The 2-hour runtime feels much longer, the dialogue and performances are wildly uneven throughout (Wallace Shawn is always worth watching, Julie Hagerty not so much), and this is a generally uninteresting dirge with infrequent moments and ideas worthy of your time.
Powerful stagecraft worthy of any live theatre. Belivable personas gently twisting the nuances of their interaction creates something wholly 'more'-quite an acheivement, particularly given the sparsity of the sets. No hollywood affects here. The vitaility of youth divests us of the heavy cloak of accumulated burden is perhaps the theme and something us brexit brits should dwell upon.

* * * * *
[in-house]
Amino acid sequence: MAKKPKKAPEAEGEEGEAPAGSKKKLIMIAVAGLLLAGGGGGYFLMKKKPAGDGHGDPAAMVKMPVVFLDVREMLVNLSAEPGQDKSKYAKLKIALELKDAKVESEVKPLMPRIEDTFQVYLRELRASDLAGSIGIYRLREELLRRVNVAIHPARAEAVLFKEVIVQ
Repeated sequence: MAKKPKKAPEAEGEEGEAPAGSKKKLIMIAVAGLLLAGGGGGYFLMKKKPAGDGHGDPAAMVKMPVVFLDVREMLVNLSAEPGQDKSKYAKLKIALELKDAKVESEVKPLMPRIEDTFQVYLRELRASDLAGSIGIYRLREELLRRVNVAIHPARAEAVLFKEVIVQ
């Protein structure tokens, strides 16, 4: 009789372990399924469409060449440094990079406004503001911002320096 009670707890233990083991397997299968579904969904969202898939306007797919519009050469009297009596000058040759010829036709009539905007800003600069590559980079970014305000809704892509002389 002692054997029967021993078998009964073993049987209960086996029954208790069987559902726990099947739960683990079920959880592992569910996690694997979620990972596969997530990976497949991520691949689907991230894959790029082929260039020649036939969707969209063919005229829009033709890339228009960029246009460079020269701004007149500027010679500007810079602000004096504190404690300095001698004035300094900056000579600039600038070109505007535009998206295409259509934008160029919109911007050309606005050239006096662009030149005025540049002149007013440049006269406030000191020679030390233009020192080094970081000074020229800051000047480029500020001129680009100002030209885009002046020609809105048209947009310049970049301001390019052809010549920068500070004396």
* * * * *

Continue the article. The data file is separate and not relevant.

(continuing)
An odd adaptation that at times feels awkward, consciously transcribed from Norwegian and supplanted into English. Wallace Shawn both fits the role and doesn't at the same time. He's on and the he's very much off. Hot and then very suddenly cold. A strange film for that.
It was more like a theatre play than a cinema film. The script which was based on Henrik Ibsen's play was nice. How the characters' characteristics unfold during their dialogues was interesting to watch. The film couldn't add to the text so much except for the performances.
I am unable to fully accede approval to the conceptual gambit that props up this otherwise totally exceptional adaptation. I believe the play says some pretty interesting things about mortality if one chooses to read it that way, but I take exception to being made to so bluntly read it that way. The performances, the direction, and the sense of genuine human investment make this thing otherwise totally transcendent.